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    The studies I've read conclude that moms become lighter sleepers, fathers don't change. But, at the same time, all sleepers seem to respond to their particular name. Commented Nov 18, 2015 at 20:08
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    Maybe more fathers should be named "WAAAAAAH".
    – Acire
    Commented Nov 18, 2015 at 20:20
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    @Erica: I think the problem is that many fathers are (or rather want to be) tied to their role as the family's bread-earner and do not partake in caring for babies at night. If taking care of crying children at night is their job as well, most of them will learn to wake up. I sleep with my window open and do not wake up when the truck delivers the next door lunch place at 5am, but I do wake when a child's feeble voice calls me from the next room.
    – sbi
    Commented Nov 19, 2015 at 11:07
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    @sbi I think that's a very outdated view.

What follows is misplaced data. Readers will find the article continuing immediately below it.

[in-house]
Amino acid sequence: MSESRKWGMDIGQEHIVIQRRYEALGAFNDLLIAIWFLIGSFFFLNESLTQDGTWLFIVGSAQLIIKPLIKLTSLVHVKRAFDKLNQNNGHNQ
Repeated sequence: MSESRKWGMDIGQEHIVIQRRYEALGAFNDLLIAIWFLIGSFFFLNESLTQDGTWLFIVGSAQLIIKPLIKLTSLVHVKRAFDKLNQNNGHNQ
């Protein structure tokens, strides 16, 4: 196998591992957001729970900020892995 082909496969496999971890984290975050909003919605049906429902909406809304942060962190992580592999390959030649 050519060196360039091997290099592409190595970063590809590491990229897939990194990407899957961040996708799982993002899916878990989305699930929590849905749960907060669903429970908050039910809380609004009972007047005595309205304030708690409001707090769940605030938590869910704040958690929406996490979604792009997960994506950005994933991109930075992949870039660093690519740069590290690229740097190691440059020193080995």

– Joe
    Commented Nov 19, 2015 at 15:03
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    @sbi I'm often told "how lucky" I am that my spouse is really involved, helps with chores, helps with the kids, and so on. The comment typically comes from other working mothers whose spouses apparently don't help (for whatever reason). Depends on where you are whether Mostly Mom is outdated, or a shared parenting approach is radically progressive...
    – Acire
    Commented Nov 20, 2015 at 16:56

I also don't know what studies on the subject, if any, have found. But surely there is variation between people, so you'll see for yourself what ends up happening to you.

I am a very heavy sleeper, and my wife isn't. After our first birth, and again after our second, my sleep gradually became lighter as a result of getting used to waking up (with the help of my wife, who was still a lighter sleeper than I).

One way to help this process is to have the baby sleep with you in your bed or in an extension of your bed - on your side. Be sure, though, that your sleep is not so heavy that you might roll over the baby without waking up!

Another possibility is to have you sleep for set periods of time (say, every other day) in the same room with the baby, while your wife sleeps in a different room, and make it clear that it is only your responsibility to take care of the baby and feed her - your wife sleeps straight tonight, and she's not going to come to your aid. With responsibility comes lighter sleep.

Lastly, when the baby reaches the stage of crying her throat out because of gas, both you and your wife are going to be awake together anyway.

Have a great birthing and parenting experience!